It was dubbed China’s trial of the century and in the end it did not disappoint.
When Bo Xilai, Chongqing’s former Party secretary, took to the stand in Shandong province yesterday he was every inch the maverick he’d been before he disappeared from view 17 months ago – when he was detained amid allegations that his wife, Gu Kailai, was responsible for the death of British businessman Neil Heywood.
In the last few weeks almost every expert had predicted that Bo would play ball in accepting his guilt in return for leniency. The trial was seen as a formality.
But from the moment Bo spoke, dressed in a crisp white shirt and with recently dyed hair, it became clear he was going to go down fighting and that the trial was not going to be the dull, one-morning affair that many expected.
Contrary to what he’d earlier confessed to Party discipline officials, Bo denied charges of bribery – said to amount to Rmb27 million ($4.4 million) – and refused to accept allegations of corruption. That was despite Xu Ming, billionaire businessman and former ally, turning up in person to testify against him.
But Bo appeared to be at his most dismissive when the court read out a statement from his wife Gu Kailai, accusing him of using ill-gotten gains to fund their family’s extravagant lifestyle. Gu was found guilty of the murder of Heywood last August and is serving life in prison. Heywood is thought to have assisted Gu and Bo in transferring large sums of money out of China and to have helped get their son, Bo Guagua into a private school in the UK.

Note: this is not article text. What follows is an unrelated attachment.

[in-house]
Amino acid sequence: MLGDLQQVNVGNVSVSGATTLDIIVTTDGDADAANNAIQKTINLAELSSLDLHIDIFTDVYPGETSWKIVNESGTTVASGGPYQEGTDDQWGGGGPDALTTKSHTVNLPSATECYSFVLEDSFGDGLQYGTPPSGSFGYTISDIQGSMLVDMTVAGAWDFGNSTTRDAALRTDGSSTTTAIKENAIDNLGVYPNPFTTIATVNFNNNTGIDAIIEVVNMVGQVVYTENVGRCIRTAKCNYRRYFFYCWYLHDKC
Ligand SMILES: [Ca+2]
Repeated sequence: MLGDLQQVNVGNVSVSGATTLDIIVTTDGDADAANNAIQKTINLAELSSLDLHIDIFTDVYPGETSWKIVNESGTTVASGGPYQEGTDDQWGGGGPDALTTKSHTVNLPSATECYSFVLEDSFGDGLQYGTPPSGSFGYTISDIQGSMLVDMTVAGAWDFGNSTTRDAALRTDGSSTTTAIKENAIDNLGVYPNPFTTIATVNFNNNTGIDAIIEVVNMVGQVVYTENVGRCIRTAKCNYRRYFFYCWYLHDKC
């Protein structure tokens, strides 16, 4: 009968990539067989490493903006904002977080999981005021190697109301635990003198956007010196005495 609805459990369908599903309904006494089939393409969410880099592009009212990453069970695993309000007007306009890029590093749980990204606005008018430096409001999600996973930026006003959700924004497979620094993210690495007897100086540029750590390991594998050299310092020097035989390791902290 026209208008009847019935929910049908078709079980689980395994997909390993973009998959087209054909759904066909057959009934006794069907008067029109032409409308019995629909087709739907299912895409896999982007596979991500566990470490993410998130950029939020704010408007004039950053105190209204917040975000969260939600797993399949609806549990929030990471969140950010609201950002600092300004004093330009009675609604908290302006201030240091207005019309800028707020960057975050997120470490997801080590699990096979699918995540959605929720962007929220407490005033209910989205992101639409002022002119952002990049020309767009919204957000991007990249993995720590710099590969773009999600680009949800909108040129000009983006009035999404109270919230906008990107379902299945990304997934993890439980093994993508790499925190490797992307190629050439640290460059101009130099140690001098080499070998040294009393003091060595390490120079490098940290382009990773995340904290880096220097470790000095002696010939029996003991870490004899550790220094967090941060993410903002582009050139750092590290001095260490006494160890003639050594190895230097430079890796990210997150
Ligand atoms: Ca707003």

“I find Gu Kailai’s testimony ridiculous and laughable,” said Bo.
Bo also stands accused of abuse of power for his handling of Wang Lijun, the former Chongqing police chief who fled to the US consulate in Chengdu in February 2012. That issue is likely to be debated today.
But perhaps the bigger surprise from yesterday was the fact that the court in Jinan – or, more likely, China’s top leadership – had decided that details from the trial should be tweeted live on Sina Weibo. Several lower level Chinese courts have “tweeted” information from hearings before but not in such detail and never when a case has been so sensitive.
“We should welcome such an open hearing,” wrote Limeng Bu Mengni, a magazine journalist with almost 54,000 followers online. “We hope this will be common practice for all important court cases in the future,” he wrote.
Others had their doubts.
“If they are so transparent, why don’t they put it on TV,” asked one man. Others pointed out that the weibo feed could even be perceived as a step backwards. “When I was little they used to put important cases on TV,” said one person, referring to the 1980 trial of Jiang Qing, Mao’s wife and leader of the Gang of Four, which was shown on television.
Experts say it is the authorities’ desire for Bo’s case not to appear like a show trial – as Jiang Qing’s was – that has led to the decision to cover it via Sina Weibo instead.
Live television coverage may also have been risky for a man known for his ability to work the media with a snappy turn of phrase and roguish demeanor.
And Bo seems to have lived up to his reputation. “His denial of the charges today shows the Party still can’t control him,” He Weifang, professor at Law at Peking University told WiC.
Professor He also says that the Party had to give Bo his day in court in order to convince his supporters – of which there are still many – that he is receiving a fair trial.
Bo now seems to be grasping his opportunity to battle back against his accusers.
“There is no doubt that he will be found guilty but it seems Bo is fighting to decrease his punishment,” Professor He said.
The verdict is expected soon.
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